Key highlights of Rs 5.4 trillion Punjab budget

The Punjab government, led by the Pakistan Muslim League-Nawaz (PML-N), presented its annual budget for the fiscal year 2024-25, amounting to Rs5.45 trillion on June 13, sparking significant debate, especially given the Rs630 billion surplus, and the decision not to properly tax the agriculture and real estate sectors despite pressure from the International Monetary Fund (IMF).

Currently, income from agriculture is taxed at a lower rate than regular personal income, a point of contention for the IMF, which has been pushing for these incomes to be taxed equally to eliminate discrepancies.

Provincially, the government collects a 1% stamp duty and a 1% corporation fee on the total value of property during transfers. These rates remained unchanged in the new budget, with no increases in current agricultural taxes, which may pose challenges in meeting revenue targets.

Punjab Finance Minister Mujtaba Shujaur Rehman, in his budget speech, highlighted an Annual Development Program (ADP) of Rs842 billion, marking a 28% increase from the previous year’s Rs655 billion.

Key allocations were made for education, health, and agriculture, with new initiatives like the laptop and Kissan card schemes.

Rehman emphasized that the surplus budget aligns with Chief Minister Maryam Nawaz’s vision for her first 100 days in office, describing it as Punjab’s largest tax-free and surplus budget. The budget documents revealed a surplus of Rs630 billion.

Free solar panels

One significant proposal is the distribution of free solar panels to households consuming up to 100 units of electricity per month.

Adjustments in provincial fees and taxes

Additionally, various provincial fees and taxes have been adjusted. Amendments to the Court Fees Act of 1870 increased fees significantly; for instance, a Re1 fee rose to Rs100, and a Rs5 fee to Rs500.

The Stamp Duty Act of 1899 was also updated, increasing the value of Rs100 stamp papers to Rs1,000 and Rs1,200 papers to Rs3,000.

Changes in property taxes

Changes to the Punjab Urban Immovable Property Tax Act of 1958 introduced a self-assessment mechanism.

Property tax will now be collected based on the property’s capital value rather than its rental value. The government will have the authority to designate any property as high-value, with property owners required to self-assess their property value. However, the assessing authority can audit these assessments, and fines will be imposed for underpayment or tax evasion.

If a property is not self-assessed, owners will have a two-week grace period. For capital value tax collection, residential properties worth up to Rs 5 million will be exempt, while commercial properties of the same value will be taxed at 0.07%. Properties valued between Rs5 million and Rs10 million will be taxed at 0.07%, those between Rs10 million and Rs25 million at 0.08%, and properties over Rs25 million at 0.09%.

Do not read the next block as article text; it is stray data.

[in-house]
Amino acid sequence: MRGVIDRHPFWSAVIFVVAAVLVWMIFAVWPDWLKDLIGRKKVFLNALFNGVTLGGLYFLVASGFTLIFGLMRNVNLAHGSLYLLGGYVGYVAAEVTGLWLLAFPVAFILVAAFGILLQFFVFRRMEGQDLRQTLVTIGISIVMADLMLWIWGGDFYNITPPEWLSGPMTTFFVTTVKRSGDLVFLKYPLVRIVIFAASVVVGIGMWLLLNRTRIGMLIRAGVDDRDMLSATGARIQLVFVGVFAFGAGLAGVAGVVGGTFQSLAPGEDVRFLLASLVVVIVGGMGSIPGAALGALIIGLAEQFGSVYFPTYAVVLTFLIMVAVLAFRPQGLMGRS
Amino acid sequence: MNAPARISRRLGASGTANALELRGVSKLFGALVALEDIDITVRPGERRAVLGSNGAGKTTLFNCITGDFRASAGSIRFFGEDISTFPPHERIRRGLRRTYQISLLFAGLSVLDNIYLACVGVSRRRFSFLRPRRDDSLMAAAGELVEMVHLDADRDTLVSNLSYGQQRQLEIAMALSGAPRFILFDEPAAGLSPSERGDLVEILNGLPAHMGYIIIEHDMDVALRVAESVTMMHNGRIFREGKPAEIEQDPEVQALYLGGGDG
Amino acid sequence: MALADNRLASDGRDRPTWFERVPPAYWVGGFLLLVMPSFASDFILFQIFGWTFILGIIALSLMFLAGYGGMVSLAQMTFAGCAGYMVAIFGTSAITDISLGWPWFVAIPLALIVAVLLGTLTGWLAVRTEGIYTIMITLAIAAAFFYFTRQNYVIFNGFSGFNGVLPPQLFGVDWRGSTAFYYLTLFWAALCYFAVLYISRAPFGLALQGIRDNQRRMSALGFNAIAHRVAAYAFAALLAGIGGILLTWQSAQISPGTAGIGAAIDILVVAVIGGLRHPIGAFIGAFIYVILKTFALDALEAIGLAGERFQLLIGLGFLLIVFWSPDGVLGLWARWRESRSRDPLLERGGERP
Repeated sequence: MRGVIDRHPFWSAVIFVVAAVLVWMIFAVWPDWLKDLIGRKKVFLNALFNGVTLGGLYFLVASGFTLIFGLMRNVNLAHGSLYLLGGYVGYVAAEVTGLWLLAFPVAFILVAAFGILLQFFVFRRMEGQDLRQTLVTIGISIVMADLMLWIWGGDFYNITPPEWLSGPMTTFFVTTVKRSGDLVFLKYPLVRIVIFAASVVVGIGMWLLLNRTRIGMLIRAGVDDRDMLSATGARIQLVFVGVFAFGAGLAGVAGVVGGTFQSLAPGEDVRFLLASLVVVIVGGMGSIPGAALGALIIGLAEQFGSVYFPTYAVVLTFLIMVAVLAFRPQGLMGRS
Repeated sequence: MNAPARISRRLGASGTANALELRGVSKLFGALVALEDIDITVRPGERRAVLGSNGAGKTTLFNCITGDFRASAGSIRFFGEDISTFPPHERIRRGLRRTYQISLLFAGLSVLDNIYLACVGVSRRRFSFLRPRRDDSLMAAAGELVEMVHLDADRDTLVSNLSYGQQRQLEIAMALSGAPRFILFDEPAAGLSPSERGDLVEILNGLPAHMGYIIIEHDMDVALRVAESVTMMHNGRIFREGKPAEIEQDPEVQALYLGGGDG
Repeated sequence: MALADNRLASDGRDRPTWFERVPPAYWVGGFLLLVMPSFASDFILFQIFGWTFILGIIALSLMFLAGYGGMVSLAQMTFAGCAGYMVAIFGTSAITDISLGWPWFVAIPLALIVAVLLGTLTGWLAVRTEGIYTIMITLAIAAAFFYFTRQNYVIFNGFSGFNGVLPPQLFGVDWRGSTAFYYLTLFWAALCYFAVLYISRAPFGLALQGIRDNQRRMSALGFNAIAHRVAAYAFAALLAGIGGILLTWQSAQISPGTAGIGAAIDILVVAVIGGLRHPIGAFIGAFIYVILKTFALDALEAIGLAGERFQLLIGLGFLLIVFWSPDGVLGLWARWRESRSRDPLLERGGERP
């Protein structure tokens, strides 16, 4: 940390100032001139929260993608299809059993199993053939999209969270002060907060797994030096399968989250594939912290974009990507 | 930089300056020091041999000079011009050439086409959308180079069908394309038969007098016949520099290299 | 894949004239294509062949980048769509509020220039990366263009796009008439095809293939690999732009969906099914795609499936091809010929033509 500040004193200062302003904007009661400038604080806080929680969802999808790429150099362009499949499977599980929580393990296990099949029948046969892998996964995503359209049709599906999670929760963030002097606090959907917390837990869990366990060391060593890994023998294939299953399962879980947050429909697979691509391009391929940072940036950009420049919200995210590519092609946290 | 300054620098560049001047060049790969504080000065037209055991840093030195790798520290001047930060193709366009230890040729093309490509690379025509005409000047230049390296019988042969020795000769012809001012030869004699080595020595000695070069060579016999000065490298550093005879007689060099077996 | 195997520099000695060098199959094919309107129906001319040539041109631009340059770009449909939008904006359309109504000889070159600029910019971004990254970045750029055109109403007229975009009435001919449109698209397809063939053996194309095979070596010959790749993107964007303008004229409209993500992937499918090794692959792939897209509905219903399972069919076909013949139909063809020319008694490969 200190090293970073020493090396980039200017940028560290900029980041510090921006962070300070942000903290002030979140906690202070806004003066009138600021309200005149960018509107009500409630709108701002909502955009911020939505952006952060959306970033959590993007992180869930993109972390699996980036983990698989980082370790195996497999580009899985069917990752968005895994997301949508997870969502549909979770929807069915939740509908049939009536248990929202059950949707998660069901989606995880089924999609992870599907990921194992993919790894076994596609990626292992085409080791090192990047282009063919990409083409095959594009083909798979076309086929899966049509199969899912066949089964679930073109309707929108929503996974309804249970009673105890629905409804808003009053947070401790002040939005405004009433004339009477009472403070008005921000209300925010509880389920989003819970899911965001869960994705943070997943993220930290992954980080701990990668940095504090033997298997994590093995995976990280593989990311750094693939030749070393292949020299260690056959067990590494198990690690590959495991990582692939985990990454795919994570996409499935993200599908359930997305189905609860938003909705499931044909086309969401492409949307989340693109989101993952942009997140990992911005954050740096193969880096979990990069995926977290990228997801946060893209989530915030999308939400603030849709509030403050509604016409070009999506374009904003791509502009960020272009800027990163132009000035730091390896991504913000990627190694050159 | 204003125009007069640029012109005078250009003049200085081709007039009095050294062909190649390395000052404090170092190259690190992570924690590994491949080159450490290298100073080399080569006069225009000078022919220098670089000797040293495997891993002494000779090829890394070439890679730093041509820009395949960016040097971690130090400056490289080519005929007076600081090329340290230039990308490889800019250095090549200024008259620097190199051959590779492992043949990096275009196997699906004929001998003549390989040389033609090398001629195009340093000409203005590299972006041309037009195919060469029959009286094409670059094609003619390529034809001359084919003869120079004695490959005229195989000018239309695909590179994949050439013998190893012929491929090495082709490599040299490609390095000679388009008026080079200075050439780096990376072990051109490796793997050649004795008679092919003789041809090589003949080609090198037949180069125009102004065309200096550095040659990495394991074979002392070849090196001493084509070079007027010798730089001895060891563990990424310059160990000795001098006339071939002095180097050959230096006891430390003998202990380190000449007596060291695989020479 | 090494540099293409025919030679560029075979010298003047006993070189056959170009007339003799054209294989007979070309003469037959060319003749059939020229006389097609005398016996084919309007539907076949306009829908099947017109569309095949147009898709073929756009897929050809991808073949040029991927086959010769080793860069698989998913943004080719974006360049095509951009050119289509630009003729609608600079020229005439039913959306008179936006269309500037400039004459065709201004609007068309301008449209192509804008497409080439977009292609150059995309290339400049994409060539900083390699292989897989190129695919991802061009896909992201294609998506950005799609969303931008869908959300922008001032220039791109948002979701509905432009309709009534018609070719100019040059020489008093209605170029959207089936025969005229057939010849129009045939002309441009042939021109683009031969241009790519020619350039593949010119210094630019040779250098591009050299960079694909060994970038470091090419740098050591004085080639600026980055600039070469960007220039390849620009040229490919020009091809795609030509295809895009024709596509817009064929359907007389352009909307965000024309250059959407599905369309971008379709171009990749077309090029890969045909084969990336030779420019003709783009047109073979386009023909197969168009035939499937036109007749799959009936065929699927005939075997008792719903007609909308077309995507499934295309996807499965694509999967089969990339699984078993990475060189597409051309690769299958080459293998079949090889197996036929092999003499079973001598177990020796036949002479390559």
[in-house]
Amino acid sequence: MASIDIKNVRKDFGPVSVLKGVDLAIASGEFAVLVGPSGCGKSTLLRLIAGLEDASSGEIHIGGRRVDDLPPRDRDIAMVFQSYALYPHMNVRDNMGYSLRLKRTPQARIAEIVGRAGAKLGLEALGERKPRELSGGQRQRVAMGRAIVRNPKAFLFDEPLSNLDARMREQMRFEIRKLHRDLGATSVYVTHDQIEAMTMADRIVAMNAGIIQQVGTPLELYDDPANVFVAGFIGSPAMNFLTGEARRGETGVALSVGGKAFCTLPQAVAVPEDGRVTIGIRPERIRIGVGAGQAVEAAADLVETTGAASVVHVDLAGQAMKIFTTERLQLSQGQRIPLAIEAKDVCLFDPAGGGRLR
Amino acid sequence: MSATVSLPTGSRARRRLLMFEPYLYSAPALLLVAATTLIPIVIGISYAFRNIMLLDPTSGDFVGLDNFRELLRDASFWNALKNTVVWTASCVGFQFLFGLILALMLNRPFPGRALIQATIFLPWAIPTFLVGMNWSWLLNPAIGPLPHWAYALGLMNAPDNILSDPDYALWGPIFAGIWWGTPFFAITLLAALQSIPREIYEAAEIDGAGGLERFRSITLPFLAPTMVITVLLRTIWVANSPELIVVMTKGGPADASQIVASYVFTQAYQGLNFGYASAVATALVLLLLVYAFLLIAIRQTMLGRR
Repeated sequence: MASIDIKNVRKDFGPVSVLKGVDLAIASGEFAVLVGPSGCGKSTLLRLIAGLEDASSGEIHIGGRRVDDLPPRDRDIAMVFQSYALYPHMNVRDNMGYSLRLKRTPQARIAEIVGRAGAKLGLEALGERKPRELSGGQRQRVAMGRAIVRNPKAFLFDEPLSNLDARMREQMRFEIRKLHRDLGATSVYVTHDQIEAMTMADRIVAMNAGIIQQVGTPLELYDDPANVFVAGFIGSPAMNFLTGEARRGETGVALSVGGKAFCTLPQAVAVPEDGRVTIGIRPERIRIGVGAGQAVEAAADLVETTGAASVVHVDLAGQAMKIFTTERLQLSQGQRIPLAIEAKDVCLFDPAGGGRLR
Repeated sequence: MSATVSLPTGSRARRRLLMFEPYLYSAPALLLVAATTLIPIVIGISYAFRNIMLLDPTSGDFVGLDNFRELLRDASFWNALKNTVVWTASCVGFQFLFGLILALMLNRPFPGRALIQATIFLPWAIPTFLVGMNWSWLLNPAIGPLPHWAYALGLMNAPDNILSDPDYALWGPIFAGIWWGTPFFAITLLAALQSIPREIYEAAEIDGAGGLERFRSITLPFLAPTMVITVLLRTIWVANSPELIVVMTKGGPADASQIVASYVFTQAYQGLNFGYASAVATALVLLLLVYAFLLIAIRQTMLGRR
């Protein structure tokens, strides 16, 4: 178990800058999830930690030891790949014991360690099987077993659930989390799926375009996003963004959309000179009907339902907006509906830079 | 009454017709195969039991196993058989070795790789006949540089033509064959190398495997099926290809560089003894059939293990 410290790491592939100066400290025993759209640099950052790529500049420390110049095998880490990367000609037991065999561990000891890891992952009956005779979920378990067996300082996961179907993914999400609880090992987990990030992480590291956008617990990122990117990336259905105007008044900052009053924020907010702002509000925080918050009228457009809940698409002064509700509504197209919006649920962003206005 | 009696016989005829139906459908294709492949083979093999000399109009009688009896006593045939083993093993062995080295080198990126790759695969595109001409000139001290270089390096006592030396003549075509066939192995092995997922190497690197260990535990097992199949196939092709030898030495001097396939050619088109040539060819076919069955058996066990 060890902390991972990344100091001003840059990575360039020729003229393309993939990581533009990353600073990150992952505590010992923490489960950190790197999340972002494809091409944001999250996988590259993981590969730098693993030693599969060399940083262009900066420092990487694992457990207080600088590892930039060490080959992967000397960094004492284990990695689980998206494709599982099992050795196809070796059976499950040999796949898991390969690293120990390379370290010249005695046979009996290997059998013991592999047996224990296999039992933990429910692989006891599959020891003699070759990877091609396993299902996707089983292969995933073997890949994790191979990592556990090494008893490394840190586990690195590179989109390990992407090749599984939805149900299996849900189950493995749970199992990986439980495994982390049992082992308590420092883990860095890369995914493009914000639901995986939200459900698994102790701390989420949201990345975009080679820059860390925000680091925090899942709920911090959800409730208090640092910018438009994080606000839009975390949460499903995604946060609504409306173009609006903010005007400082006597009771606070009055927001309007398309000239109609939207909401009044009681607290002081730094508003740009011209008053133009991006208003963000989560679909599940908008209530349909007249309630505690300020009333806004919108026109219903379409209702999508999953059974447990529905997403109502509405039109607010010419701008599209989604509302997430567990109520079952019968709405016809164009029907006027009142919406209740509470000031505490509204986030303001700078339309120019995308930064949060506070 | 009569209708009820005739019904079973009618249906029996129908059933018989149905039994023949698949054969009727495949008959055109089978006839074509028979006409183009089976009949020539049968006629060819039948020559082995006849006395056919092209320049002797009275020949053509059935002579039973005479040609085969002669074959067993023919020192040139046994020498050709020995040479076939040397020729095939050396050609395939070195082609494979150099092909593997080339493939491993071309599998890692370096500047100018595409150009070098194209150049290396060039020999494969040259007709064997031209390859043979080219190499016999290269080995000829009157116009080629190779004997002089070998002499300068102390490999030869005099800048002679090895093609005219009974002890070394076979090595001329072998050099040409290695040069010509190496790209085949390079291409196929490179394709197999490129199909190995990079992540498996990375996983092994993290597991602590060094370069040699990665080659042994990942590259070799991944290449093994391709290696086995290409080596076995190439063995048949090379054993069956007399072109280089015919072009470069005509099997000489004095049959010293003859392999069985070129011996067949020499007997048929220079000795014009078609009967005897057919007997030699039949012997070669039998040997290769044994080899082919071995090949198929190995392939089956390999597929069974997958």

Upgradation of motor vehicle registration

The budget also updated the motor vehicle registration regime, transitioning from engine capacity to the vehicle’s total value to enhance fee collection. Rehman underscored the budget’s focus on business growth and public relief, highlighting the 100% cash-covered ADP and efforts to reduce government size and expenditures while increasing revenues without overburdening the poor.

Projected revenue in budget

The budget projected a revenue of Rs4.643 trillion against expenditures of Rs4.816 trillion. The government expects Rs3.683 trillion from the federal divisible pool under the NFC award, with provincial revenue collection targeted at Rs960 billion, a 54% increase from the current year.

This revenue target includes Rs300 billion from the Punjab Revenue Authority (PRA), Rs105 billion from the Board of Revenue (agricultural tax), Rs57 billion from Excise and Taxation, and Rs488 billion from non-tax revenue.

Salary increase

The budget proposed a 25% salary increase for government employees in grades 1 to 16, a 20% raise for officers in grades 17 to 22, and a 15% increase in pensions.
The minimum wage will rise from Rs32,000 to Rs37,000. A total of Rs603 billion is allocated for salaries, Rs451.4 billion for pensions, and Rs857 billion for local governments.

Health and Education

In health and education, the education budget was increased by 13% to Rs669.74 billion, with Rs604.3 billion for non-development expenses and Rs65.5 billion for development.
Health sector allocation stood at Rs539.15 billion, with Rs410.55 billion for non-development and Rs128.60 billion for development expenses.

Significant funds were earmarked for road rehabilitation, fisheries and wildlife, and women’s development.

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